2021 Jaguar XF R-Dynamic P300 Review

Updates to Jaguar XF deliver a more refinement executive sedan, reports Sean Carson in this review.

As a result of the push to add more SUVs to Jaguar’s line-up and launching electric vehicles, the XF had become a bit of a forgotten car for the firm – until now.

That’s because there’s a new example of the British brand’s executive sedan, and it’s arriving just at the right time to compete with the updated BMW 5 Series and Mercedes E-Class.

The original XF catapulted the brand into a new era with its modern styling, but after a brief period in the limelight, its successor slipped into the shadows. This thorough overhaul is designed to change all that though, because alongside the fresher exterior styling (looks were never one of the XF’s problems, really), a plusher interior filled with more tech, and updated engines – including the addition of mild-hybrid diesel power – deliver plenty of appeal.

Let’s start with the looks. Like the smaller, updated XE, the revised F-Type sports car and Jag’s facelifted, big-selling F-Pace SUV, this XF features tweaked styling. It now includes LED light units with Jag’s ‘double J’ running light design. They’re complemented by a more aggressive front bumper and a subtly tweaked rear bumper.

Good infotainment is key to a big exec sedan like this, so with Jag’s new Pivi Pro system operating through an 11.4-inch touchscreen, the signs are positive here.

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Those are the headlines, but this is a Jaguar, so it’s still got to be sporty and engaging to drive. Thankfully, our all-wheel-drive P300 2.0-litre turbo petrol example in R-Dynamic SE trim is just that.

There’s a new steering wheel that’s carried over from the I-Pace SUV, and it is great to hold. The steering itself offers the kind of well balanced weight you want – not heavy and artificial, but reassuring and connected. The XF weighs 1744kg, but that weight feels like it’s kept low, so the XF doesn’t roll excessively and isn’t lethargic to change direction. The way the double-wishbone front suspension and multi-link rear axle are set up gives it plenty of grip and composure.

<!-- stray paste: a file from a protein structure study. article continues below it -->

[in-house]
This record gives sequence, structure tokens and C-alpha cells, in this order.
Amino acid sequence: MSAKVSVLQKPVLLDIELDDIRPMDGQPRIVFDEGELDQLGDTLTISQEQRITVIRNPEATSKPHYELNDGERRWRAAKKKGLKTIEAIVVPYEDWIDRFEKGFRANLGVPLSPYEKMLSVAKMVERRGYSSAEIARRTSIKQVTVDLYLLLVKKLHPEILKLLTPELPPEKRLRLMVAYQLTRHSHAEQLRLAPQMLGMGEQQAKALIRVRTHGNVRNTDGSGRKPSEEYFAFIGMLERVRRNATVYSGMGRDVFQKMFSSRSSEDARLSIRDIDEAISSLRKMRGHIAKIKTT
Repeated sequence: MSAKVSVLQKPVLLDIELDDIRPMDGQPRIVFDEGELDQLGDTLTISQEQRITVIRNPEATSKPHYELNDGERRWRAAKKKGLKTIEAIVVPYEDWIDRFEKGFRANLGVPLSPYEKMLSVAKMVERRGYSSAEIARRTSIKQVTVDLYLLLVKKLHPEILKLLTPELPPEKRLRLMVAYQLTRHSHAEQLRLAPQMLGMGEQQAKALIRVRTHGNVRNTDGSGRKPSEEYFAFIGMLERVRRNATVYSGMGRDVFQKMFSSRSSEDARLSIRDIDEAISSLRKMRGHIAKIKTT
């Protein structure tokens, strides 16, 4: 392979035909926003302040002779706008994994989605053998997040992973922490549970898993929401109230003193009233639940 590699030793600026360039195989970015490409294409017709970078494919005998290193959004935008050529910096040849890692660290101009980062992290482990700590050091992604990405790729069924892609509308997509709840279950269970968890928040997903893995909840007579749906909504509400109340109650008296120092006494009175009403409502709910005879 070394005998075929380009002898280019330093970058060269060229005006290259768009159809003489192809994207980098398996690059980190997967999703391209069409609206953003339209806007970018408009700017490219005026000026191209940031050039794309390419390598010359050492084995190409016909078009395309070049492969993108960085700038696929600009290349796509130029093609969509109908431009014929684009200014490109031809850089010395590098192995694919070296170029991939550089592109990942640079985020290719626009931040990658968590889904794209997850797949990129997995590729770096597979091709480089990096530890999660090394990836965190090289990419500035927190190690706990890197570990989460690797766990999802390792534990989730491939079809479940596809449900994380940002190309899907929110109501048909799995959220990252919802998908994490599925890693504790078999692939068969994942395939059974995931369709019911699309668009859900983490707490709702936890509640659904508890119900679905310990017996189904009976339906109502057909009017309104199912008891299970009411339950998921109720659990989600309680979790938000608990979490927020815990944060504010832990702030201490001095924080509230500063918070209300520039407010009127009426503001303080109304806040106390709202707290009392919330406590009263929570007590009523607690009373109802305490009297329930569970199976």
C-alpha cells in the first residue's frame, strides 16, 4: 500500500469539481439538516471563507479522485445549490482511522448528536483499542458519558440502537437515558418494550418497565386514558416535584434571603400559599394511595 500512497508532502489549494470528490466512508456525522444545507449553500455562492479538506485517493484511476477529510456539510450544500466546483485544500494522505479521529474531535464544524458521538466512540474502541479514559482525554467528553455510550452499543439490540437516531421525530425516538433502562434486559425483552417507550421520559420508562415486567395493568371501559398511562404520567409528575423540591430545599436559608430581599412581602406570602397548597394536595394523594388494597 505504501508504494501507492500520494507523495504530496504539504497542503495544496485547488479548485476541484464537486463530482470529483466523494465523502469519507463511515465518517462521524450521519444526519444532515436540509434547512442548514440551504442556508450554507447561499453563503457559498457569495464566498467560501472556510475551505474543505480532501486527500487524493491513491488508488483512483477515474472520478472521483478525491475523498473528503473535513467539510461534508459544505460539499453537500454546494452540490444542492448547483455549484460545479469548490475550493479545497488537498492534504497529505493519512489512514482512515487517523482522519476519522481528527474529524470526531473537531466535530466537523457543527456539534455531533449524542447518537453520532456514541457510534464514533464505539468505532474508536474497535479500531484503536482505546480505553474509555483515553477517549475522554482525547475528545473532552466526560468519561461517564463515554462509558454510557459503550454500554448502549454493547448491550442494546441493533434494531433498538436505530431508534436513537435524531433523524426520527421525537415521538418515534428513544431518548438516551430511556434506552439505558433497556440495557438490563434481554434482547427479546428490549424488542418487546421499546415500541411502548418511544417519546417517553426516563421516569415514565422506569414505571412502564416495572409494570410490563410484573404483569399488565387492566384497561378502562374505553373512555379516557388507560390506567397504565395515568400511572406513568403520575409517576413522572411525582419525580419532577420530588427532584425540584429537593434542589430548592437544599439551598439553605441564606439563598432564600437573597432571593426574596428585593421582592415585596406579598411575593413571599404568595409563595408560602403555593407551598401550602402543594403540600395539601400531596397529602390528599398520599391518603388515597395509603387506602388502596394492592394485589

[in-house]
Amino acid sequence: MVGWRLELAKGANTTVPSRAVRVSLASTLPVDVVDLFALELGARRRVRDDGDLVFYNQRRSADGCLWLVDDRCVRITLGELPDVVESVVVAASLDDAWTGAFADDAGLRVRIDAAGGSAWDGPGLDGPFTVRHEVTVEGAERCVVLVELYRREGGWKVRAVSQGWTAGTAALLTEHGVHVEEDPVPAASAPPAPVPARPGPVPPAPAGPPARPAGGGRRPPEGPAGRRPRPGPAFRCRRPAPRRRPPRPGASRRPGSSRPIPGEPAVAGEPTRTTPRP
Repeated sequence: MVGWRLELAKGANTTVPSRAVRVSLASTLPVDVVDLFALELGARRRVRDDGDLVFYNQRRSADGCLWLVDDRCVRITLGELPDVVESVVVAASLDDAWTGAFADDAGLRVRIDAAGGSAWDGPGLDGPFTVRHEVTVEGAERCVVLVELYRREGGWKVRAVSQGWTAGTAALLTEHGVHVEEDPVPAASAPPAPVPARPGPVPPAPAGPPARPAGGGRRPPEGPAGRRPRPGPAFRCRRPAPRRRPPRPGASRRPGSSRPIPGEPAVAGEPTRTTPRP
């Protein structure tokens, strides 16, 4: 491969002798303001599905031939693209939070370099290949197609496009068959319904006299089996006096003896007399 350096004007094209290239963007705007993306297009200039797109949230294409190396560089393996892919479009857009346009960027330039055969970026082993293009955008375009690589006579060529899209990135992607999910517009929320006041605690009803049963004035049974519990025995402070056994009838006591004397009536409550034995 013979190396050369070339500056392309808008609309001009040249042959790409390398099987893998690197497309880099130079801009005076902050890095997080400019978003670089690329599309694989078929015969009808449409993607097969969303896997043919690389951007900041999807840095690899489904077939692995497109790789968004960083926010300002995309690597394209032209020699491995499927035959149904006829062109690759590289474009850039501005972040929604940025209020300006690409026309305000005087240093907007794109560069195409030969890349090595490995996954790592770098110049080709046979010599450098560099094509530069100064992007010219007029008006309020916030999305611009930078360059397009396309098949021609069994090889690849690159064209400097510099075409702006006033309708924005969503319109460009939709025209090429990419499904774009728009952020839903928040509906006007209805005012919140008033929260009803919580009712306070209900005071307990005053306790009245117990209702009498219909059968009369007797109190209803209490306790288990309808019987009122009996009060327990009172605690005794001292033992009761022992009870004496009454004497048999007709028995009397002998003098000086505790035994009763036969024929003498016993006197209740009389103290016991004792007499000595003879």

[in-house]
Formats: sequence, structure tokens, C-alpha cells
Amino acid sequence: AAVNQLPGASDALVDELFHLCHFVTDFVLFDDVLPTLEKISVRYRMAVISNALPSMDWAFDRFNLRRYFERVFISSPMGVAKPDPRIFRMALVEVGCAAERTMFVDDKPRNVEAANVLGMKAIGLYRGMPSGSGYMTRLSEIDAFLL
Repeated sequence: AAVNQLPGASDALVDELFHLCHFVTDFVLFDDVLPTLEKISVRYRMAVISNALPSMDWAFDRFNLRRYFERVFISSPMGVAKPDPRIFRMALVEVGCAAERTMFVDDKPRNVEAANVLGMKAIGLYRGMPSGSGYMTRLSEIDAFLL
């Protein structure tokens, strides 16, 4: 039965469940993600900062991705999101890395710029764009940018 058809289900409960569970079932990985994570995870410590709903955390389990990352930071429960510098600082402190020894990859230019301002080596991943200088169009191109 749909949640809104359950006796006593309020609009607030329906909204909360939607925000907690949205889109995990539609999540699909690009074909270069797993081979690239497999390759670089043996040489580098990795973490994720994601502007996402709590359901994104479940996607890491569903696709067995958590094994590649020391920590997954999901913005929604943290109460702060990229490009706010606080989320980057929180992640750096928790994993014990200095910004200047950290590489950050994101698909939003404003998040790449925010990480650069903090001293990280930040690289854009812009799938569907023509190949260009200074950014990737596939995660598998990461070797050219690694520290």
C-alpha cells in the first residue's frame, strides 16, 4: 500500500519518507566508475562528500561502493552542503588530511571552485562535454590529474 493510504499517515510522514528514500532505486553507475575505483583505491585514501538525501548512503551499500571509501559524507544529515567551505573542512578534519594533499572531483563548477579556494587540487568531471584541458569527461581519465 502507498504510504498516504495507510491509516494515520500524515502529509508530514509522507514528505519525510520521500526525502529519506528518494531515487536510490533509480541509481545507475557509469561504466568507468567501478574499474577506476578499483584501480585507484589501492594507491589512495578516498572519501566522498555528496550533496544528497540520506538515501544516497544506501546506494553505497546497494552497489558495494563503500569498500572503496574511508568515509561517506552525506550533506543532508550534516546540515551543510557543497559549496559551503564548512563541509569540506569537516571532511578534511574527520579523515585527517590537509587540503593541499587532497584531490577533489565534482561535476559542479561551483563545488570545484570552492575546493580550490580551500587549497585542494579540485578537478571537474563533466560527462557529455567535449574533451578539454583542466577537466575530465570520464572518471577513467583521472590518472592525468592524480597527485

The ride offers good, fairly taut body control, and delivers the performance and handling we want; in fact, it gets smoother and more impressive seemingly the faster you travel. On its optional 20-inch wheels our test car did thump over the worst bumps and potholes in the road, but over everything else the XF communicates exactly what’s going on underneath you.

The P300 engine pulls in a nice linear fashion. It doesn’t feel all that fast at first, because there’s no real thump of torque like you might get from a diesel, but it does make swift enough progress, accelerating from 0-100km/h in 6.1 seconds.

The smooth mid-range grunt means you don’t have to rev it too hard to get moving out of corners, while the eight-speed automatic gearbox ensures the revs are generally where you want them, shifting between ratios smoothly.

To coincide with the changes, the XF range has been slashed to just one model in Australia, the XF R-Dynamic HSE P300 AWD priced from $100,200 plus on-road costs.

Updates to the XF’s interior and tech have put it on an equal footing with the best executive models. It still drives exactly as we want a big Jaguar sedan to, blending comfort and refinement with agile handling. While it’s not the most spacious, most practical or most efficient car in its class, it’s certainly affordable and stylish, which means the revised XF range is right back where it belongs. It’s a fine executive sedan.

Sean Carson

Final Verdict:

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